Carly Fiorina speaks during the Western Conservative Summit at the Colorado Convention Center on June 27, 2015 in Denver, Colorado.
Theo Stroomer—Getty Images
August 1, 2015 11:01 PM EDT

When it comes to double standards, Carly Fiorina considers herself a triple threat: female leaders are treated differently than men, conservative millionaires and billionaires get tougher treatment than liberal ones and political elites are favored over neophytes.

Not that she minds. The Republican presidential candidate says the fact that she has an uphill climb is part of the rationale for her campaign.

“Sometimes, people are going to call you names. That’s the price of leadership,” Fiorina told 450 deep-pocketed conservative donors to the political machine backed by industrialists Charles and David Koch. “Sometimes, women are sometimes called different names than men.”

Asked which was more sexist—presidential politics or Silicon Valley—the former Hewlett-Packard CEO dodged. “That’s a no-win question,” she chuckled.

“I’ve been called a bimbo at work. I’ve been called the other name that starts with a B,” she said, noting that she is often asked about the ways a female President might approach the White House differently than her predecessors. “Can you think of a single instance in which a man’s judgment might have been clouded by his hormones? Any at all? Ever in the Oval Office?” Fiorina said to applause.

Fiorina said she also sees a double standard in how the ultra-rich are described by journalists. Speaking before those very people, she chided Politico’s Mike Allen for asking if there was too much money in the political space.

“I don’t remember seeing big newspaper articles about George Soros or Tom Steyer. The media doesn’t like one of money but it’s OK with another kind of money,” she said to applause. “Everyone has a right to speech in this country. And as we all know, any kind of speech costs money.”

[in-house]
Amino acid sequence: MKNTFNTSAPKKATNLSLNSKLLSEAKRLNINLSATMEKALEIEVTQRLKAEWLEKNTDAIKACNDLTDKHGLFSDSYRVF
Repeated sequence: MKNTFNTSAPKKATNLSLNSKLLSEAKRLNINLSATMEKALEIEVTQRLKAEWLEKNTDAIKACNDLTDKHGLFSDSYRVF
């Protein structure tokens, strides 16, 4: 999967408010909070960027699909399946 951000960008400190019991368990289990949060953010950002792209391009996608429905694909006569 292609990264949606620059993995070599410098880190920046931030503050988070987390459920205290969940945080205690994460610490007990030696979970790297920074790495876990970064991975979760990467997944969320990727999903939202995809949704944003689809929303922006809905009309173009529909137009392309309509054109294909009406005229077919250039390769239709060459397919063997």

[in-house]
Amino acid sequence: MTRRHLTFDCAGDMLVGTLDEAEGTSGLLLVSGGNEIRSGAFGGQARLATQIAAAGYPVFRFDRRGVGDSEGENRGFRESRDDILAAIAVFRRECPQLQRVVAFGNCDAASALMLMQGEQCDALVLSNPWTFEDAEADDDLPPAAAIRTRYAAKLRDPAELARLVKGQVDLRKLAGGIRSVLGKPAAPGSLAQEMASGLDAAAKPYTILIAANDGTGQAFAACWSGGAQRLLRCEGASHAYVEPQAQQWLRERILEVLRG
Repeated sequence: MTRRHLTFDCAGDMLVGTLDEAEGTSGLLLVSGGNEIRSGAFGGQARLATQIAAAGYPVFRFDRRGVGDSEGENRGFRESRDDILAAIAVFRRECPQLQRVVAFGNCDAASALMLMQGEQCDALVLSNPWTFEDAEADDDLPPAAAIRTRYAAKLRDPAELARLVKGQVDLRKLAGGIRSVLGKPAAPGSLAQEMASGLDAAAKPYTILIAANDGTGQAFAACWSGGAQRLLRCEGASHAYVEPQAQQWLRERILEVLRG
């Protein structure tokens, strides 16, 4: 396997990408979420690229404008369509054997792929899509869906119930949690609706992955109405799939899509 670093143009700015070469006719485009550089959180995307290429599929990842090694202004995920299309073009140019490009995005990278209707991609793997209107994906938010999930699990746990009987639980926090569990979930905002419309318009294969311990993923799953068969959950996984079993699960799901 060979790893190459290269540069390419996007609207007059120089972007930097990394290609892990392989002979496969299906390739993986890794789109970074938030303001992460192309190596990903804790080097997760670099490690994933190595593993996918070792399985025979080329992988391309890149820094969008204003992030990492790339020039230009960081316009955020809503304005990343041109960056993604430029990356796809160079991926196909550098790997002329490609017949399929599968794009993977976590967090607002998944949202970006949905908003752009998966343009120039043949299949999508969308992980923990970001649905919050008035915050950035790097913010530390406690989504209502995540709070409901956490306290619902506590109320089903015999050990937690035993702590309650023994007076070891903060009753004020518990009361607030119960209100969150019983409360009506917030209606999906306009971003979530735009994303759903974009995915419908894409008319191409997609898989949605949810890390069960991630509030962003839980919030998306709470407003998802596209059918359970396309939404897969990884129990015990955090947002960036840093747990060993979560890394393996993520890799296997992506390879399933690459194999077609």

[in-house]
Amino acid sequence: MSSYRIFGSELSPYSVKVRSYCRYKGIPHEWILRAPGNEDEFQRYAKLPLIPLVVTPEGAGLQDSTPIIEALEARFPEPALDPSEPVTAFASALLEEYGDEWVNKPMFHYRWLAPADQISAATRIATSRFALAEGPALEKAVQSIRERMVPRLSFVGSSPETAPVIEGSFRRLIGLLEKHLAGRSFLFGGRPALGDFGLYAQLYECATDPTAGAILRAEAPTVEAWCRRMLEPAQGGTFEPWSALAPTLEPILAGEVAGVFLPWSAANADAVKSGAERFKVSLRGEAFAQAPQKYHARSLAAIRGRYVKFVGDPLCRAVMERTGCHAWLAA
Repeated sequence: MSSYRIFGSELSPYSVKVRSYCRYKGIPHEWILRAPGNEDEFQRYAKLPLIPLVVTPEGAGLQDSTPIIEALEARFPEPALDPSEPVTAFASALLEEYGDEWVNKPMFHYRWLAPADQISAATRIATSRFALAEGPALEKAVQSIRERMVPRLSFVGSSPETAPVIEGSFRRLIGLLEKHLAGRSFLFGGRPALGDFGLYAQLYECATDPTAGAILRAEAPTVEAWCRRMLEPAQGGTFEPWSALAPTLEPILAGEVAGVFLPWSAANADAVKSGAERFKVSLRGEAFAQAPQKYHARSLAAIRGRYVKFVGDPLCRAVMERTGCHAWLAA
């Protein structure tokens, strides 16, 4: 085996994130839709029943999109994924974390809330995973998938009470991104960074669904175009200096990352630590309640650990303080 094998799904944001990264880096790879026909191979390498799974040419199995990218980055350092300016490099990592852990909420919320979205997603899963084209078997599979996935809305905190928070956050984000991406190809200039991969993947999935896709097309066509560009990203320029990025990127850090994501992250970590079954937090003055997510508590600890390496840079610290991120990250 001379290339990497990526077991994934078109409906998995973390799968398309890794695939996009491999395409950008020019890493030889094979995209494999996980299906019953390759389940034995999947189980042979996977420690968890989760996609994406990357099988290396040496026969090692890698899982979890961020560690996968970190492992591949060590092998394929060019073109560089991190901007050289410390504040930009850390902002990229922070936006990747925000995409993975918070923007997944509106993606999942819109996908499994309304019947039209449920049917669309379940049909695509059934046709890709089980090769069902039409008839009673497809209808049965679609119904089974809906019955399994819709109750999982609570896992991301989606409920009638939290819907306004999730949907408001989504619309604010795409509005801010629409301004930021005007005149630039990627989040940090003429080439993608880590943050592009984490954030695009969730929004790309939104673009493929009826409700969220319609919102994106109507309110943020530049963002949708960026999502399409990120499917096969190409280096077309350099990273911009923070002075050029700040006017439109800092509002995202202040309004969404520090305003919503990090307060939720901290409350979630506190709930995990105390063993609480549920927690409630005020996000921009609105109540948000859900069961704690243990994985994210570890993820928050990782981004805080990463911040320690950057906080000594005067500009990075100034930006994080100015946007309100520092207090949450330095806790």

Fiorina, who unsuccessfully ran for Senate in California in 2010, is running on her outsider credentials. She badly trails her rivals and is at risk of missing the cutoff threshold for Thursday’s primetime debate in Cleveland. She insists it’s too soon to tell if she will get a podium or not. “We don’t know what debate we’re in yet and we don’t know which polls (organizers are using to draw the cutoff,)” Fiorina said. “I have the lowest name ID of anyone running. Over half the nation has never heard my name.”

Compare that with former Florida Gov. Jeb Bush, whom she jabbed as a member of the political dynasty that could see its third member elected President. “We have festering problems in Washington, D.C.: a government that has grown bigger, more powerful, more intrusive, more costly, more inept, more corrupt for 40 plus years,” Fiorina said. “Why do you think you are the Bush who can change that?”

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Write to Philip Elliott at philip.elliott@time.com.

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